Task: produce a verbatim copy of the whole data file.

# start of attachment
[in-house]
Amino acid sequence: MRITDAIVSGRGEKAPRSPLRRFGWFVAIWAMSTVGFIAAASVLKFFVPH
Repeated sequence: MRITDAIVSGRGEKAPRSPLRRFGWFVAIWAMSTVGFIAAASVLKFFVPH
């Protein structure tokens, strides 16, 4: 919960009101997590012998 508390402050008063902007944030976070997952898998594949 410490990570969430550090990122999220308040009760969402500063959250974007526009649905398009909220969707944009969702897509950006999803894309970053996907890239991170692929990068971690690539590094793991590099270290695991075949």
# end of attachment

[in-house]
Amino acid sequence: MRITDAIVSGRGEKAPRSPLRRFGWFVAIWAMSTVGFIAAASVLKFFVPH
Repeated sequence: MRITDAIVSGRGEKAPRSPLRRFGWFVAIWAMSTVGFIAAASVLKFFVPH
């Protein structure tokens, strides 16, 4: 919960009101997590012998 508390402050008063902007944030976070997952898998594949 410490990570969430550090990122999220308040009760969402500063959250974007526009649905398009909220969707944009969702897509950006999803894309970053996907890239991170692929990068971690690539590094793991590099270290695991075949």